Should People Gatekeep Music?

Gaslight, gatekeep, girl boss. It’s all fun and games until someone actually does either of the two formers. While it is perfectly fine to joke about gatekeeping things like music (the act of preventing general access to something or withholding it to prevent it from becoming mainstream or popular), in practice, it can actually be a toxic and harmful thing to do. Gatekeeping music from mainstream audiences can be harmful to musicians, listeners, and society as a whole, because of the dangerous mentalities and limiting experiences and worldviews it promotes. 

When it comes to gatekeeping music, it is often the lesser-known musicians whose music is being withheld from mainstream audiences. Usually, the situation presents itself as an individual who stumbles upon an amazing new band or artist who isn’t well known yet, and rather than sharing the music or talking about the artists, the listener keeps the music to themselves, under the pretense that it makes them especially eclectic or unique to have discovered them so early on in their musical careers. Because lesser-known artists are more likely to have their music gatekept, they are the primary victims of this flawed mentality. When a musician shares their music publicly with the world, it is because A. they want to share their sound and hope that it will resonate with people, and B. because it presents the opportunity to make money off of their skills and craft. Withholding these artists’ music and preventing it from becoming popular inhibits their ability to support themselves as artists, and in some instances, it could even prevent them from producing more music (assuming their livelihoods really did depend on the success of their music). The mentality of a fan should be to support the artists they love so that they have the resources they need to keep producing the amazing music that fans originally fell in love with. Gatekeeping clips musicians’ wings rather than help them to soar. 

Gatekeeping is also bad for listeners. Going off of that previous example, if musicians cannot support the music they make financially, they won’t be able to produce it- or at least- they won’t be able to produce it as much as they would have been able to have their music brought them immense success. Promoting and talking about music by these underground artists is like investing in them. They get to keep making music, and fans get to keep listening to it. In preventing music from becoming popular, it prevents the further production of similar music that might bring fans even more joy and thus negatively impacts fans’ listening experience.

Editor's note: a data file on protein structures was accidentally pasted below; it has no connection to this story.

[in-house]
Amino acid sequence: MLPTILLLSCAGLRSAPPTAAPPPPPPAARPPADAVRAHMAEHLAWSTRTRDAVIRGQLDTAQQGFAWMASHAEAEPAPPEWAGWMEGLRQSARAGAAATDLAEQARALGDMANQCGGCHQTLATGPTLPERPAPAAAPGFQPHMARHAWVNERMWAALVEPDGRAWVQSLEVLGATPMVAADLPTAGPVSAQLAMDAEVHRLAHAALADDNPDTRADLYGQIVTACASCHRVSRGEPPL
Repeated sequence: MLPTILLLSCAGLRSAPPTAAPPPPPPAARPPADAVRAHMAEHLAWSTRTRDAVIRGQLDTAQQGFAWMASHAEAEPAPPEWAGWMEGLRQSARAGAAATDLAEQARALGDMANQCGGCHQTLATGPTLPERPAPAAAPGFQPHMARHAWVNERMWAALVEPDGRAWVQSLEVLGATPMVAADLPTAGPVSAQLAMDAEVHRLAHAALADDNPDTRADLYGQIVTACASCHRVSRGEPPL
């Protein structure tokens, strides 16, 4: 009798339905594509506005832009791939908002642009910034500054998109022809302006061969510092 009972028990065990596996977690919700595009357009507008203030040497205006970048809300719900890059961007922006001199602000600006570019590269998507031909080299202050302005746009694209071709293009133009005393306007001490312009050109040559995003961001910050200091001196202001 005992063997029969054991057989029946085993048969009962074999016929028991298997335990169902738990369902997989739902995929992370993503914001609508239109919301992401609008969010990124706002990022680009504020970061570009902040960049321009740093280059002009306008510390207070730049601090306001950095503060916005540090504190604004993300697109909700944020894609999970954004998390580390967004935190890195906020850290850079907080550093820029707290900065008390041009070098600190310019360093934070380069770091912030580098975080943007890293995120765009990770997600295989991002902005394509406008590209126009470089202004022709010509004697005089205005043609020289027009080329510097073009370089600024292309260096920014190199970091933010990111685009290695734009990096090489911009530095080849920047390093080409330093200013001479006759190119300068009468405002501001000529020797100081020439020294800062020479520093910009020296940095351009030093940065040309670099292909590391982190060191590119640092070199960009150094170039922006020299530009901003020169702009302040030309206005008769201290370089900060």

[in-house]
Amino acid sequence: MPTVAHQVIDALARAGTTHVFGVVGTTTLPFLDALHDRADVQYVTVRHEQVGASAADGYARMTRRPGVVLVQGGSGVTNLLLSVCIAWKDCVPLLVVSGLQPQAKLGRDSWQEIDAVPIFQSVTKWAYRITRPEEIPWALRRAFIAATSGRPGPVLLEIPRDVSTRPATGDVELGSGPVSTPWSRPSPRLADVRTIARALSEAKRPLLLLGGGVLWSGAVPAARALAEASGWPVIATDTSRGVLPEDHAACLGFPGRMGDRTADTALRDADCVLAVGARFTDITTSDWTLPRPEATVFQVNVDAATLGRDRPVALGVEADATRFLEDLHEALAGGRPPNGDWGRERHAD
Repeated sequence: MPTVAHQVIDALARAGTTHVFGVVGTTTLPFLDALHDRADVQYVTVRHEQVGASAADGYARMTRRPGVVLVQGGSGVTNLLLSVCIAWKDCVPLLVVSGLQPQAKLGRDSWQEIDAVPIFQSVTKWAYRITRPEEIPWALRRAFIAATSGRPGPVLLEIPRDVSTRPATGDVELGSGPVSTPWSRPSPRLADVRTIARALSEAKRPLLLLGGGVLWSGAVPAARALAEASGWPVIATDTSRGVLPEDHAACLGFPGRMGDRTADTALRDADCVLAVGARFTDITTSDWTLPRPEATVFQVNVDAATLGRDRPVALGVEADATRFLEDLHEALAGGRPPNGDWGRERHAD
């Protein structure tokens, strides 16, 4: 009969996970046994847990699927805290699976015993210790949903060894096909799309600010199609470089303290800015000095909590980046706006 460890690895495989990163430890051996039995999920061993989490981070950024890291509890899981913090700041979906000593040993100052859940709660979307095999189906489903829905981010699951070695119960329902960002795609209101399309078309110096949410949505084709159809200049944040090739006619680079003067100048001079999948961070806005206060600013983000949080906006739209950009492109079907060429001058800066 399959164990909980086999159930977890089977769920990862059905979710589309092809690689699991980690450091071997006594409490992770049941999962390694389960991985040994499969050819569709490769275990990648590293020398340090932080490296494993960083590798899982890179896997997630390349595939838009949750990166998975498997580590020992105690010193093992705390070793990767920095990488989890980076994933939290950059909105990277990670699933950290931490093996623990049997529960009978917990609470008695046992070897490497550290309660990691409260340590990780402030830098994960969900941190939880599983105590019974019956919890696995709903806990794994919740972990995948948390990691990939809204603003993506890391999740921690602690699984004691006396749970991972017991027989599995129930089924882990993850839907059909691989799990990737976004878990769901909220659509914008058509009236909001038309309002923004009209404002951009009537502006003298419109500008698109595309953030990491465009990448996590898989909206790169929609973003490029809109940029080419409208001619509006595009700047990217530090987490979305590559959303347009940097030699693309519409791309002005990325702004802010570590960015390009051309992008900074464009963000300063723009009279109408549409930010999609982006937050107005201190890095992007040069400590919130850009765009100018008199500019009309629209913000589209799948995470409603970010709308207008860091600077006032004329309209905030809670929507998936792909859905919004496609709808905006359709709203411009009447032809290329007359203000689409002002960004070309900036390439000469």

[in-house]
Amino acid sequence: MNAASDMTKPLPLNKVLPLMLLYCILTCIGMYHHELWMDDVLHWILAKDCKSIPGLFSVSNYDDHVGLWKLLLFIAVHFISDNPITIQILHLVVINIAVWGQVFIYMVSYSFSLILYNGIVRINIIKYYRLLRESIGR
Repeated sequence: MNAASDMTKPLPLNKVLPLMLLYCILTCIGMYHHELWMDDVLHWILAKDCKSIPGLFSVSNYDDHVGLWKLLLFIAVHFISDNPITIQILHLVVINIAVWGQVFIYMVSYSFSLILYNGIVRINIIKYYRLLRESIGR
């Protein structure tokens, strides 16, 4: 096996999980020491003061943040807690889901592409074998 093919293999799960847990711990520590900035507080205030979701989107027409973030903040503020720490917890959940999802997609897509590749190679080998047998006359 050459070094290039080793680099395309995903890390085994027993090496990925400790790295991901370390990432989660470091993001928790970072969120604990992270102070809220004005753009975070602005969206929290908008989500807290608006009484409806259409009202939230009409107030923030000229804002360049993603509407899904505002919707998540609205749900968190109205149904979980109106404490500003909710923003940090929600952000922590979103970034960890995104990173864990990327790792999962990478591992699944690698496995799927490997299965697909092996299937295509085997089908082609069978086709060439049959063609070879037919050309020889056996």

Not to mention, gatekeeping keeps fan bases from growing. Limiting how many people get to experience a certain type of music demonstrates an inherently selfish attitude. We should want to share what we love with other people in the hopes that they might also enjoy it. Sharing music brings communities closer, as it unites people over shared interests and experiences. Plus, larger fan bases mean more touring, concerts, and merch, all things that help connect fans to their favorite musicians and strengthen the comradery between people within a fandom. 

My final plea for why people should stop gatekeeping music is that it encourages a limited worldview and life experiences. In saying that only some people can listen to a certain band, people are essentially saying only this group can do this thing. That’s when we start to see more stereotypes about certain fandoms and the people within them. People shouldn’t be putting others into boxes but rather accept that anybody can like any kind of music, as everybody is unique and has the potential to relate their life experiences to any type of music. After all, music is an art. We wouldn’t tell people that they can’t look at a painting and derive meaning from it just because we saw the painting first. If anything, we should encourage people to share their music tastes with each other, as it invites people into each other’s worlds and allows them to better understand each other and their experiences. 

The act of gatekeeping presents more harm to the music industry than people realize, having a negative impact on musicians, fans, and society as a whole. Though it may be funny to joke about, it’s important to remember the real-life consequences of gatekeeping. The next time you discover a new artist, consider telling someone about them rather than keeping it to yourself; you might just love what happens next.


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